What is one of the strongest factors influencing how much we like people?
reciprocal liking; we like those who like us
What do people find attractive?
average and symmetrical faces
Explain the sexual strategies theory.
idea that men and women face different problems when they seek out mates, often approach relationships in very different ways
Explain Sternberg’s triangular theory of love.
idea that 3 components (intimacy, passion, commitment) in various combinations, can explain all the forms of human love; when all 3 exist in equal proportions consummate love exists
Explain the findings from looking at love as an attachment.
securely attached adults easily get close to others; anxious/ambivalent adults have less satisfying relationships, fear that partner doesn’t want intimacy; avoidant adults are uncomfortable being close to others
Explain Bartholomew’s adult attachment styles.
secure: positive image of self and others
preoccupied: negative self-image and positive view of others
dismissing: positive self-image and negative image of others
fearful: negative self-image and negative view of others
The principle that states that we are most likely to help others with whom we share the most genes is known as
What were some ethical issues with Milgram’s study?
some people who went all the way experienced seizures while administering the shocks
What did Milgram’s follow up studies find was the most important factor in obedience?
violent behaviour that is intended to cause psychological or physical harm, or both, to another being
Define hostile aggression.
when aggression stems from emotion, usually feelings of anger
Define instrumental aggression.
means to achieve some goal
What are the brain areas involved in aggression?
hypothalamus, amygdala (emotional memory and processing), prefrontal cortex (inhibit aggression)
What are the 2 chemical messengers related to aggression?
serotonin (low levels = more likely to be aggressive), testosterone (high levels = more likely to be aggressive)
How does the position of someone to their goal affect the likelihood of their aggression?
the closer we are to our goal when we become frustrated, the more aggressive we are likely to be; Harris’ line cutting study
How did Bandura explain aggressive behaviour?
observing aggressive people and the consequences of their actions can make us more aggressive, Bobo doll experiment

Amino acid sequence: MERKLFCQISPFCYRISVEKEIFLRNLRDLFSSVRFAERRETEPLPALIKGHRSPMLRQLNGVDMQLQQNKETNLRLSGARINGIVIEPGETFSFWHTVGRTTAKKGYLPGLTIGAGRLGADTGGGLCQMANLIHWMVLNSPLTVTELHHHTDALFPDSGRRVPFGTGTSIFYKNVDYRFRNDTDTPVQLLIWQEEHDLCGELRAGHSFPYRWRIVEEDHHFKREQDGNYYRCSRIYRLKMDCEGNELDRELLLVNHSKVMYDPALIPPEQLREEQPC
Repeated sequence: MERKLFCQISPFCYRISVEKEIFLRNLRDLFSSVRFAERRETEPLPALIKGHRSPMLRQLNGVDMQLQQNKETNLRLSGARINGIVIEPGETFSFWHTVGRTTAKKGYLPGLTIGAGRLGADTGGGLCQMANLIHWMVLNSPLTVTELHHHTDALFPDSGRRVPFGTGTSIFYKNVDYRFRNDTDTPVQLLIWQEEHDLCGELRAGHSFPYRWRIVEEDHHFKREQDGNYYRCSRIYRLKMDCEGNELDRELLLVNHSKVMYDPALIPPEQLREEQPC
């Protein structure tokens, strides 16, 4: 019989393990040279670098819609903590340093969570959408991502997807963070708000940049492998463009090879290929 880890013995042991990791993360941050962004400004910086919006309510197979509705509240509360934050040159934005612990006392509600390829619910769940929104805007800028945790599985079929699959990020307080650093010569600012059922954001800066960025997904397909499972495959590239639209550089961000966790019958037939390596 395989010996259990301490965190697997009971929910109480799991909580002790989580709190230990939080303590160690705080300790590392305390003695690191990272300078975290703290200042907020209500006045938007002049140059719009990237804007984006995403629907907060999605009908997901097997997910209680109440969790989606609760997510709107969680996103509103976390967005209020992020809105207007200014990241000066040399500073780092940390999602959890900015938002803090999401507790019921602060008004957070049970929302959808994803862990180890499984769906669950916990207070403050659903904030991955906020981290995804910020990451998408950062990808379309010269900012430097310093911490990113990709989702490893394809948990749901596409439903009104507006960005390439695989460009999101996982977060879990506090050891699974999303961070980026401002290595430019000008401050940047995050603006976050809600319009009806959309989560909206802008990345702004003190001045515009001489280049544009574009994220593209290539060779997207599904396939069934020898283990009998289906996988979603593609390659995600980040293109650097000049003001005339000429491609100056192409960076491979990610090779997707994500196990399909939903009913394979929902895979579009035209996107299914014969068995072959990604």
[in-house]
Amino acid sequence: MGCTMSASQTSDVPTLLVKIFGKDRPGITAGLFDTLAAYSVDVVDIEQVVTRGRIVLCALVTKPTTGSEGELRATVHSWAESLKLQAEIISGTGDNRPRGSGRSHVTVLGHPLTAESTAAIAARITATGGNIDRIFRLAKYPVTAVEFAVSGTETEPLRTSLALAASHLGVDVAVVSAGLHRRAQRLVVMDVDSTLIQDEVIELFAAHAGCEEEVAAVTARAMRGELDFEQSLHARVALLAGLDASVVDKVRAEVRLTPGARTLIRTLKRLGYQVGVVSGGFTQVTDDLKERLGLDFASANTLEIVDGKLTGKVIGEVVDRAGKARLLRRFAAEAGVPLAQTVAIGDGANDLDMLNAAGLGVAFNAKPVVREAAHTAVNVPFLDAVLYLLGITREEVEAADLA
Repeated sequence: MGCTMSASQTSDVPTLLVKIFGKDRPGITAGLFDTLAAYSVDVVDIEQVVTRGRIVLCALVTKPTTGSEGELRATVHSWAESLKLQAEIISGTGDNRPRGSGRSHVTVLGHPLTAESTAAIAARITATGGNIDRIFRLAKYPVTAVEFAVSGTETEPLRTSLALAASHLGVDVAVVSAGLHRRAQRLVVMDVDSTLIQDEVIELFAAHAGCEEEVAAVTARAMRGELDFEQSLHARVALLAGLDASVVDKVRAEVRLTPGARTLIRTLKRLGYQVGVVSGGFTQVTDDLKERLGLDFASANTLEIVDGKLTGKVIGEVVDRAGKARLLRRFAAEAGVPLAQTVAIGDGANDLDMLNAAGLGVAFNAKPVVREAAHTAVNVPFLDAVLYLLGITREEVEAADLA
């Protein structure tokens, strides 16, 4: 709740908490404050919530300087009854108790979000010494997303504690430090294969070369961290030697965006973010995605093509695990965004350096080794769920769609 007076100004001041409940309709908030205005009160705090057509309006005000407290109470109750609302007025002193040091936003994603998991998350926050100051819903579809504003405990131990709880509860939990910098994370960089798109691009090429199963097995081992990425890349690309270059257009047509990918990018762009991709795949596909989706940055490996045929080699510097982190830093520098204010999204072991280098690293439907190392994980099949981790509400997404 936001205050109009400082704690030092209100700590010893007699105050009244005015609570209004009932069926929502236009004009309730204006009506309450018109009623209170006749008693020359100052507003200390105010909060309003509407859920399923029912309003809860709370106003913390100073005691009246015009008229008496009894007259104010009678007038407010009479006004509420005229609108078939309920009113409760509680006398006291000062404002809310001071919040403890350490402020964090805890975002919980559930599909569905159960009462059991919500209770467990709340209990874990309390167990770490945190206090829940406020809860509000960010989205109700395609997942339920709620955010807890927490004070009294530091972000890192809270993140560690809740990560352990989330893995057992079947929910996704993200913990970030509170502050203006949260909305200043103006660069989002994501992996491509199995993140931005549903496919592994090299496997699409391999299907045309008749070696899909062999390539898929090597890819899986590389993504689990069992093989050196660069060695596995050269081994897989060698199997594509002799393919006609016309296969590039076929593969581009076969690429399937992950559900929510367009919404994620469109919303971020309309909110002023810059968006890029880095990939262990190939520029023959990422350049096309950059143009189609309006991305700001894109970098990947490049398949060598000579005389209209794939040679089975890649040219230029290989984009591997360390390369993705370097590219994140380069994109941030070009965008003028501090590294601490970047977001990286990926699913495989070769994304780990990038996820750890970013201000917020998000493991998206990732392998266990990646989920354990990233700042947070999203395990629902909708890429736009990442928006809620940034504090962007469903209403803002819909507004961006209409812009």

Explain Bartholow and Anderson’s results of the aggressive video game experiment.
participants who played violent video game blasted loser with much louder and longer noise
Define prosocial behaviour.
action that is beneficial to others
Explain the bystander effect.
phenomenon in which the greater the number of bystanders who witness an emergency, the less likely any one of them is to help
Explain the diffusion of responsibility.
when there are many people around, individual’s responsibility to act seems decreased
selfless attitudes and behaviour toward others
Define kin selection.
individuals’ tendency to help their own relatives as way of ensuring their genes get passed on
Define reciprocal altruism.
the act of helping others in the hope that they will help us in the future
Define social exchange theory.
idea that we help others when we understand that the benefits to ourselves are likely to outweigh the costs
ability to share the feelings of others and understand their situations
Explain the empathy-altruism hypothesis.
idea that people help others selflessly only when they feel empathy for them
evaluation of situation with respect to how relevant it is to one’s own welfare; drive the process by which emotions are elicited; doesn’t have to be conscious
Explain the study that showed how we can manipulate appraisal.
Study showed how different soundtracks given during a documentary can affect appraisal; measured skin conductance; 4 conditions were trauma, denial, intellectualization, silent
Define emotional regulation.
cognitive and behavioural efforts people make to modify their emotions
emotional regulation strategy in which one re-evaluates an antecedent event so that a different emotion results
involves the deliberate attempt to inhibit the outward manifestation of an emotion; little white lies